Saturday, 3 November 2007

Who's Afraid of the Dalai Lama?

The Dalai Lama is known for promoting peace, ethics understanding and tolerance worldwide. Tenzin Gyatso, the 14th Dalai Lama was awarded the Nobel Peace Prize in 1989. The chairman of the Nobel committee at the time said the honour was "in part a tribute to the memory of Mahatma Gandhi". The award recognized his efforts in "the struggle of the liberation of Tibet and the efforts for a peaceful resolution instead of using violence".

So who is afraid of the Dalai Lama? The Chinese government for one, Beijing demonizes him. Since his arrival in Canada the Chinese government has said that he is a subversive Tibetan separatist and "political exile who has long been engaged in activities aimed at splitting China under the camouflage of religion."

The Canadian and U.S. governments also have reason to fear, although they have both hesitated about criticizing of his holiness. The Dalai Lama, in a recent visit to Canada, criticized both the Canadian and U.S. governments for the money spent on military conflict. He spoke about Iraq in particular, saying that the money spent on war "cannot bring friendship between Americans and Iraqis," but the same amount spent on education and health could.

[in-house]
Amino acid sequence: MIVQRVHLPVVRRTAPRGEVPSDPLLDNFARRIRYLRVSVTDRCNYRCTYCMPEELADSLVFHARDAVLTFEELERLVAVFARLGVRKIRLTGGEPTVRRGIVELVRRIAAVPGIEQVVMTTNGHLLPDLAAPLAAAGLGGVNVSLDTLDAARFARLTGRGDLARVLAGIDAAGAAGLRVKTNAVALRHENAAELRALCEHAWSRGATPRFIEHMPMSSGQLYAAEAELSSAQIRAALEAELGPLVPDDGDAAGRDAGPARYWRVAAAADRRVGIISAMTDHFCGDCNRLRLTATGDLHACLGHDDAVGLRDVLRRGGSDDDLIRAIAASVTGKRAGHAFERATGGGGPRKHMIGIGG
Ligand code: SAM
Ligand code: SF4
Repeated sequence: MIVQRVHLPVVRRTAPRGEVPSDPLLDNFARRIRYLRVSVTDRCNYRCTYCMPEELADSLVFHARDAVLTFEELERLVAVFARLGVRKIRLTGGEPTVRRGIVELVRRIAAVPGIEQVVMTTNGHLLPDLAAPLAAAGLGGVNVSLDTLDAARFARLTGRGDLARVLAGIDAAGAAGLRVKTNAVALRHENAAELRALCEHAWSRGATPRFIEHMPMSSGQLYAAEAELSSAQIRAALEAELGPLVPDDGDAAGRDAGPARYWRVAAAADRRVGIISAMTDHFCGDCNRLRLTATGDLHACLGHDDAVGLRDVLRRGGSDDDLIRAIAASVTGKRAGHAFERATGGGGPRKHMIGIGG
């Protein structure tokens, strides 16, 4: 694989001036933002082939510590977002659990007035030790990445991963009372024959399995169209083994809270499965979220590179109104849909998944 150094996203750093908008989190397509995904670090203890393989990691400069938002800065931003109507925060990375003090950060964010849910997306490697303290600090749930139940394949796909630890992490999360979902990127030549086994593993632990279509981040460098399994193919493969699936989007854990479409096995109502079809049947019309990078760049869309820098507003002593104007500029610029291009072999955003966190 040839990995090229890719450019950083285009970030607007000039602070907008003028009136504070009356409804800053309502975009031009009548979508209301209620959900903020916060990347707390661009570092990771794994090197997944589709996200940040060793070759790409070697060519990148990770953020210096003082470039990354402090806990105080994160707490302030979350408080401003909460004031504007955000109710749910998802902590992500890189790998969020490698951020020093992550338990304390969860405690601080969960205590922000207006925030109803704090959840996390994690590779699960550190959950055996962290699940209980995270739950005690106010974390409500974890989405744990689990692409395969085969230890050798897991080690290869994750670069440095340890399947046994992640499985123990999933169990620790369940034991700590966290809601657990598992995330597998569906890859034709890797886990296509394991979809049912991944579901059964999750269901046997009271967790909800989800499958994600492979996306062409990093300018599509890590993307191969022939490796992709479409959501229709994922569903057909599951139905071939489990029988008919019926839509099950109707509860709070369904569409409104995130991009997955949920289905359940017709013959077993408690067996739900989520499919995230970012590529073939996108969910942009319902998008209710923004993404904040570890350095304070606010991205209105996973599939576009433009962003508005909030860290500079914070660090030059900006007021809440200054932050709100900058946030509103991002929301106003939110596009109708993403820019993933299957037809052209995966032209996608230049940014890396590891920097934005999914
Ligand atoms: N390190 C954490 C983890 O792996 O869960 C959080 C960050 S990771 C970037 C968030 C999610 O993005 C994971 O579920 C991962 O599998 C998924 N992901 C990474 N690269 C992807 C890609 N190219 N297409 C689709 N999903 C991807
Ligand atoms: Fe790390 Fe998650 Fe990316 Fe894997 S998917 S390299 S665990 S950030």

Such messages if taken to heart by the people of both respective countries could make it more difficult to maintain support for their respective military campaigns in the Middle East.

"I always tell people the concept of war is outdated," Tenzin Gyatso said, at a speech in Toronto. "On a global level, affection, sense of respect, that friendly attitude, considering people as brothers and sisters, that is the basis of genuine peace. World peace must come from inner peace." - Scary thought indeed.

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